Subjective Cognitive Decline Associated With Incident Dementia in Black, Latinx Individuals

SCD associated with increased rates of incident dementia over time in multiracial population: Latinx and non-Latinx Black individuals.

HealthDay News Subjective cognitive decline (SCD) seems to be a marker of future progression to dementia, especially among Latinx and non-Latinx Black individuals, according to a study published online Nov. 30 in Neurology.

Silvia Chapman, Ph.D., from the Columbia University Irving Medical Center in New York City, and colleagues examined the utility of SCD as a marker of future progression to dementia in a community-based cohort of non-Latinx White, non-Latinx Black, and Latinx individuals enrolled from the Washington Heights-Inwood Columbia Aging Project. Data were included for 4,043 participants (1,063 non-Latinx White; 1,267 non-Latinx Black; and 1,713 Latinx) with a mean age of 75 years.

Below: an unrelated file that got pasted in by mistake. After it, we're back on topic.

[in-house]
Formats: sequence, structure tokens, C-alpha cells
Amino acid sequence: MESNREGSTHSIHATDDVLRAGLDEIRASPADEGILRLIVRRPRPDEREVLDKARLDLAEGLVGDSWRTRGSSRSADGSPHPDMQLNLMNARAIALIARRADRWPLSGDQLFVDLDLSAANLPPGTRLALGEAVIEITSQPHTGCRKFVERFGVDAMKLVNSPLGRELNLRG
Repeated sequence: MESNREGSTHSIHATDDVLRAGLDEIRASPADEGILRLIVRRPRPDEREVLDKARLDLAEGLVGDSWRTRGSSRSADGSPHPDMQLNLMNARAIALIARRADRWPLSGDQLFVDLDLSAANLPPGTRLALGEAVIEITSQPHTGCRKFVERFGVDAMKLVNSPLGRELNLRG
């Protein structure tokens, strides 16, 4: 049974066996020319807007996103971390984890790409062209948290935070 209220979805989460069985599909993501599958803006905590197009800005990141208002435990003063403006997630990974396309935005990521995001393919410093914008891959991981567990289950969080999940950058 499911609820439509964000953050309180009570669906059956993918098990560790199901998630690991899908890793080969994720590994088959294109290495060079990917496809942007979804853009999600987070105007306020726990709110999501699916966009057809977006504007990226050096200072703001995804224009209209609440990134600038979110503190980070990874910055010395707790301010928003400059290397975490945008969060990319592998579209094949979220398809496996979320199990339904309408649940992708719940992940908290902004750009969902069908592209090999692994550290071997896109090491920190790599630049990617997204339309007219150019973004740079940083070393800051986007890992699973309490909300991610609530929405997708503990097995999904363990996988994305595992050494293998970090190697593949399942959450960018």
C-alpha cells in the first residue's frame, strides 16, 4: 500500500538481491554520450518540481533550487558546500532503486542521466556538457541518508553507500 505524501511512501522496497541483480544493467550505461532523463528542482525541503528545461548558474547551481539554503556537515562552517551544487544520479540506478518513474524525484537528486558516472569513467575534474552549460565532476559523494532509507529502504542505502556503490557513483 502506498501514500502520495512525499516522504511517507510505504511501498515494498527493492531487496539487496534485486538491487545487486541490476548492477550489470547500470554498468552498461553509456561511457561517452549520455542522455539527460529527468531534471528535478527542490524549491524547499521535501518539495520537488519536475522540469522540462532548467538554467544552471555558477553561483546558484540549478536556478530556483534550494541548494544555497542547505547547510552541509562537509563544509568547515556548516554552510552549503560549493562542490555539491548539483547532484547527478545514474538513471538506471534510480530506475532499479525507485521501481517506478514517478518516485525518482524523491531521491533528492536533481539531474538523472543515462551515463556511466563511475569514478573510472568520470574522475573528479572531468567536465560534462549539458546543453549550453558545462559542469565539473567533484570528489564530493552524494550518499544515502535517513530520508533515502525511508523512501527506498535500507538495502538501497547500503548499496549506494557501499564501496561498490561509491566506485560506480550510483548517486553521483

The researchers found that in the full sample, higher baseline SCD was associated with increased rates of incident dementia over time (hazard ratio, 1.085); increased rates of incident dementia were also seen for Latinx and Black individuals (hazard ratios, 1.084 and 1.099, respectively).

“These results show that subjective cognitive decline may serve as an early marker of dementia and support the idea that subjective cognitive decline contributes information beyond standard memory testing,” Chapman said in a statement.

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